Mon, 28 Apr 2008 15:13:00 UTC | #163029

FightingFalcon's Avatar Comment 19 by FightingFalcon

If only the imaginary friends of Theists didn't kill people. At least mine don't...

Mon, 28 Apr 2008 15:17:00 UTC | #163034

Damien White's Avatar Comment 20 by Damien White

I think that certain animals do display at least a limited capacity to understand language. The best example of this would be a sheepdog. While they may not understand the words used themselves, they can link sounds and tasks such that sounds can be used to get them to perform quite complex tasks. If this is not at least proto-language, I don't know what is.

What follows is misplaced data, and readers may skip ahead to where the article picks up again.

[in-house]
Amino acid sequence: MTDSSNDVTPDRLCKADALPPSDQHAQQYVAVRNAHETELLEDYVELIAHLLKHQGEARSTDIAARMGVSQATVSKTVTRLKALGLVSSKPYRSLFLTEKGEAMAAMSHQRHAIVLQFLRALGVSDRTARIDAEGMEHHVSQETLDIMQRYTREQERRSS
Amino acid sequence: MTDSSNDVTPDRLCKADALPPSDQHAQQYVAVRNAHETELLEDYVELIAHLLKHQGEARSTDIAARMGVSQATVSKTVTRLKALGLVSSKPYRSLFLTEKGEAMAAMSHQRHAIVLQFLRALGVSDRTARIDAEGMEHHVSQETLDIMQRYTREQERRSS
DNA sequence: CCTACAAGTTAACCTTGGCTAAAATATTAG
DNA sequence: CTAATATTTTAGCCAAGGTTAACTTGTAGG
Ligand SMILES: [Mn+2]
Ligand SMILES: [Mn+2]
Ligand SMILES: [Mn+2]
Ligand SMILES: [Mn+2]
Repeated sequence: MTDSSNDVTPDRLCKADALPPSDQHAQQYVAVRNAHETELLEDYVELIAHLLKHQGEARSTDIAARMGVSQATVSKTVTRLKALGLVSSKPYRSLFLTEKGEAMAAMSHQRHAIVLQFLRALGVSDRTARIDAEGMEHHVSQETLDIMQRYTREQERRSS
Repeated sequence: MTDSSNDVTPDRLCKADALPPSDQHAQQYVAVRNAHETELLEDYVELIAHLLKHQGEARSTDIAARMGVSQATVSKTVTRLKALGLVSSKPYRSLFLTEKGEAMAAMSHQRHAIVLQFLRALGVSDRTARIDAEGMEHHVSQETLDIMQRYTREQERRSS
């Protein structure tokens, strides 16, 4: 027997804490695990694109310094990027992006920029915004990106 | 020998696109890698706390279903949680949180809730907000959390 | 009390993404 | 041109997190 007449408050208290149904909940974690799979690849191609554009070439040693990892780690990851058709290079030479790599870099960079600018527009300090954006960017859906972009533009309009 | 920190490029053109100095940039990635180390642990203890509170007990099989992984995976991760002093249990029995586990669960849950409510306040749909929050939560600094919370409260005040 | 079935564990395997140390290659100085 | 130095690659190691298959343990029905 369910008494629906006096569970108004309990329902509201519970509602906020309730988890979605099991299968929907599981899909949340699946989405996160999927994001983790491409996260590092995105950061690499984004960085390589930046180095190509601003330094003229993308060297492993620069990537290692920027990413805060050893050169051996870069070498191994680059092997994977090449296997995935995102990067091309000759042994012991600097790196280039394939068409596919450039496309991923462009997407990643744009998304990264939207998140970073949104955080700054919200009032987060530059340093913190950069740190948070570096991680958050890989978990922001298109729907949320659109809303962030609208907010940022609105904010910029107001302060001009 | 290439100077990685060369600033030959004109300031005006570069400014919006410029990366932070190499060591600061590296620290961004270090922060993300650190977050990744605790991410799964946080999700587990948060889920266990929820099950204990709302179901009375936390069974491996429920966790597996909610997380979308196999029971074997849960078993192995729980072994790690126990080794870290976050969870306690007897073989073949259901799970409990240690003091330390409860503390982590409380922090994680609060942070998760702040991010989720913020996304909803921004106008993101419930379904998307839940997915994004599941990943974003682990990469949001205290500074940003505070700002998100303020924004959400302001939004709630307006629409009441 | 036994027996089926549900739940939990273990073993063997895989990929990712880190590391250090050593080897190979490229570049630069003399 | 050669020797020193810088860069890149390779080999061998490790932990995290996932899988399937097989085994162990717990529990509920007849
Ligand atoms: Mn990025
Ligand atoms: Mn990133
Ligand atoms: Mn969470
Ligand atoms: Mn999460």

Mon, 28 Apr 2008 15:30:00 UTC | #163044

Dr. Strangegod's Avatar Comment 21 by Dr. Strangegod

This is all totally right on. It seems a bit obvious to me, but I'm happy to get some anthropologists on my side. There is indeed a point at which we were physiologically able to imagine, though I think the slow evolution of this occurrence is missed when you think of it as a sudden, single event. I have a theory about what I call 'powerful fictions', but I'll spare you all. It goes along quite nicely with the article above.